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“All Citizens are Equal before Law and are Entitled to Equal Protection of Law”-Article 27 of the Constitution of the People’s Republic of Bangladesh

Issue No: 277
July 07, 2012

This week's issue:
Parliament Scan
Reviewing The Views
Human Rights Advocacy
Law In-depth
Law Week

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Parliament Scan

Budget for a just society

Md. Khairul Islam

An economist always argues for emphasis on trade-offs, and is very concerned with moderating claims. They are reluctant to consider the State obligation as to Human Rights. They see entitlements as a threat to the budget management, as they can lead to uncontrolled demands on public resources. On the other hand, a human rights activist considers the budgetary process as a step towards realisation of Economic, Social and Cultural (ESC) rights and an effort to make the poor capable of claiming those rights. This often leads to a dialogue of the deaf. It is the State whose duty is to reduce inequality through proper distribution of resources. Incorporation of Human Rights framework in the budgetary process would be the most effective instrument in this respect. Budget is a part of development process of a State, and determines, how and for what purpose all other development processes will run. The question may arise that is there any nexus between Human Rights and Budget? Bangladesh is under its constitutional obligation to fulfill all civil, political, economic, social and cultural rights of its people. However, the State party always argued for its resource constrain in realization of these rights. Since every action taken by the State has financial implications that are ultimately translated into the National Budget, the States' ESC rights obligations and the National Budget are intricately linked. National Budget is an expression of the State as to its obligations to respect, protect and fulfill ESC rights. Any public policy cannot be carried out without budgetary processes as well as any State action designed to create and facilitate an economic, social and political environment conducive to the enjoyment, exercise and realization of ESC rights cannot be undertaken without funds from the national treasury. Therefore, Budget is a major process by which the State's financial resources are planned and controlled.

Budget is mostly related to Economic, Social and Cultural (ESC) rights of the people. The people are not mere receiver of service of the State rather they are legally entitled to it. The Constitution confers the duty upon the State to ensure fundamental human rights (Article 11). Chapter II of the constitution incorporates some principles of the State policy which basically incorporate the ESC rights of the people. For example, Article 15 of the Constitution vests on the State the responsibility of meeting basic needs and social security of the people. The principles set out in this chapter are fundamental to the governance of Bangladesh and should be applied in the making of laws. Nevertheless, these provisions are not judicially enforceable. Now the question may arise does it really empower the State to feel free from any compulsion to realize these rights. In Anwar Hossain Chowdhury v. Bangladesh [1989 BLD (Spl.) 1, p. 61] it is clearly stated that the endeavor of the government must be to realize these aims and not to whittle them down.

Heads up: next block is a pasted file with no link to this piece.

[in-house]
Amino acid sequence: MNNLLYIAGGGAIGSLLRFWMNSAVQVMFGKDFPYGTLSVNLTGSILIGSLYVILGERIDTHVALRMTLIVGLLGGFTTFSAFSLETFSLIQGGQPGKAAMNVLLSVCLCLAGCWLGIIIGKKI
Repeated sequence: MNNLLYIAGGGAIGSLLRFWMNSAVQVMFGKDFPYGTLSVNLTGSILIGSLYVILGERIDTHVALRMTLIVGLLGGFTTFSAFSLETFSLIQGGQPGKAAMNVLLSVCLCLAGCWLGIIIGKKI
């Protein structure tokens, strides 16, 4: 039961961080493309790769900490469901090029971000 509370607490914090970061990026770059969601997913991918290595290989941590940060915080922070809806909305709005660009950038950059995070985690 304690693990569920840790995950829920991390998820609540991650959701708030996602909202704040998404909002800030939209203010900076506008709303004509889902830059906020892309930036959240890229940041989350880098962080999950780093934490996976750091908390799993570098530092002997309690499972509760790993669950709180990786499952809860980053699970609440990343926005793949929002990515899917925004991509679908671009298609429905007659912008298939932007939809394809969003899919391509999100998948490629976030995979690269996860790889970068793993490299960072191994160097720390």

Bangladesh's Constitutional guidelines are rooted in a framework aimed at raising the quality of life - a secured living that is foreseeable and safe, with access to productive resources, quality health and education through a balanced and equitable growth. The State must fulfill its constitutionally guaranteed socio-economic rights, but to what extent it is able to do so may be limited by constraints on resources. The State has the onus of proving that it has made every attempt realize these rights within the resources it has available. And the Budget reflects the extent to which the State has taken steps for fulfillment of its ESC rights obligation.

Principle of the international human rights framework entitled people to participate in (directly or through representative) contribute to, and enjoy civil, economic, social, cultural and political development in which all human rights and fundamental freedoms can be fully realized. The scope of direct participation is hardly found in our administrative and legislative framework. Members of Parliament who represent the people have to approve a Budget in indirect democracy. But the cabinet usurps the power of the Members of Parliament. The power of the cabinet in respect of the Budget is in turn concentrated in the persons of the Prime Minister and Finance Minister. This is a highly centralized system where there is no scope for participation for either legislators or other stakeholders. Moreover, the main opposition party is found outside the parliament in most of our Budget sessions. No legislation involving any government expenditure shall be considered by the Parliament without the express consent by the executive as represented by the President (Articles 81 read with 82 of the constitution). The Parliament has been virtually subjected to the executive in respect of the budget. It can either accept or reject the budget as a whole. It cannot improve it even by making partial changes (Sub-article 2 of Article 90 of the Constitution). Therefore, lawmakers do not have any power to authorize any new expenditure in the budget.